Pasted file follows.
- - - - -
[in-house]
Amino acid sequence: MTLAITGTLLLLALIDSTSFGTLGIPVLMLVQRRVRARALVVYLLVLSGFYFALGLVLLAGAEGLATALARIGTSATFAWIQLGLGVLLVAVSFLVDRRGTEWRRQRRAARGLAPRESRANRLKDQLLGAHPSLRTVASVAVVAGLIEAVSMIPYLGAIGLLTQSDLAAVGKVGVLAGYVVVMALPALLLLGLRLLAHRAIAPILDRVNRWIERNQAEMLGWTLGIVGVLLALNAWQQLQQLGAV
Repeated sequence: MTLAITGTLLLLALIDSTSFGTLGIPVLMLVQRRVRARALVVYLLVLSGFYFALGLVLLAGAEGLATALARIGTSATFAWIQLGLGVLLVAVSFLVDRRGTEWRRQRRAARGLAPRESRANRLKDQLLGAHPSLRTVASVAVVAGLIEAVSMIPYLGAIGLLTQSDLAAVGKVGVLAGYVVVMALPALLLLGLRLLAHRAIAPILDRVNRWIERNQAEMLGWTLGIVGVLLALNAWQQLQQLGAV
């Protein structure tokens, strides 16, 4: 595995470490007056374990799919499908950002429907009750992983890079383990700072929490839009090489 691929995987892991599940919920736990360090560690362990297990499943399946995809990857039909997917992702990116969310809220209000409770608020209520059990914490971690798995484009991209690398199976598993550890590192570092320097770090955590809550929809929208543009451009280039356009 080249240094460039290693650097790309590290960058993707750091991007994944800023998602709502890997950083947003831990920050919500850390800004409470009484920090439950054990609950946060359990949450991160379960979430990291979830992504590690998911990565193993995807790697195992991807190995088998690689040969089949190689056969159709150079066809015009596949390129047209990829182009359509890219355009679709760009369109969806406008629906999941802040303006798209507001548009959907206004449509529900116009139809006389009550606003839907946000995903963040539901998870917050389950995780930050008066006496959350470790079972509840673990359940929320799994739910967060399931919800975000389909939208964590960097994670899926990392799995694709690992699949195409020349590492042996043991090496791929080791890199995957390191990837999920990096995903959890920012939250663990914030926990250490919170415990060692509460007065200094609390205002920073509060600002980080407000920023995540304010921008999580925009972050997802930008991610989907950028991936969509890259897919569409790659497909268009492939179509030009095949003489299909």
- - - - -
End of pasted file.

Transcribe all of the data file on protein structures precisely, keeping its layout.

[in-house]
Amino acid sequence: MTLAITGTLLLLALIDSTSFGTLGIPVLMLVQRRVRARALVVYLLVLSGFYFALGLVLLAGAEGLATALARIGTSATFAWIQLGLGVLLVAVSFLVDRRGTEWRRQRRAARGLAPRESRANRLKDQLLGAHPSLRTVASVAVVAGLIEAVSMIPYLGAIGLLTQSDLAAVGKVGVLAGYVVVMALPALLLLGLRLLAHRAIAPILDRVNRWIERNQAEMLGWTLGIVGVLLALNAWQQLQQLGAV
Repeated sequence: MTLAITGTLLLLALIDSTSFGTLGIPVLMLVQRRVRARALVVYLLVLSGFYFALGLVLLAGAEGLATALARIGTSATFAWIQLGLGVLLVAVSFLVDRRGTEWRRQRRAARGLAPRESRANRLKDQLLGAHPSLRTVASVAVVAGLIEAVSMIPYLGAIGLLTQSDLAAVGKVGVLAGYVVVMALPALLLLGLRLLAHRAIAPILDRVNRWIERNQAEMLGWTLGIVGVLLALNAWQQLQQLGAV
């Protein structure tokens, strides 16, 4: 595995470490007056374990799919499908950002429907009750992983890079383990700072929490839009090489 691929995987892991599940919920736990360090560690362990297990499943399946995809990857039909997917992702990116969310809220209000409770608020209520059990914490971690798995484009991209690398199976598993550890590192570092320097770090955590809550929809929208543009451009280039356009 080249240094460039290693650097790309590290960058993707750091991007994944800023998602709502890997950083947003831990920050919500850390800004409470009484920090439950054990609950946060359990949450991160379960979430990291979830992504590690998911990565193993995807790697195992991807190995088998690689040969089949190689056969159709150079066809015009596949390129047209990829182009359509890219355009679709760009369109969806406008629906999941802040303006798209507001548009959907206004449509529900116009139809006389009550606003839907946000995903963040539901998870917050389950995780930050008066006496959350470790079972509840673990359940929320799994739910967060399931919800975000389909939208964590960097994670899926990392799995694709690992699949195409020349590492042996043991090496791929080791890199995957390191990837999920990096995903959890920012939250663990914030926990250490919170415990060692509460007065200094609390205002920073509060600002980080407000920023995540304010921008999580925009972050997802930008991610989907950028991936969509890259897919569409790659497909268009492939179509030009095949003489299909």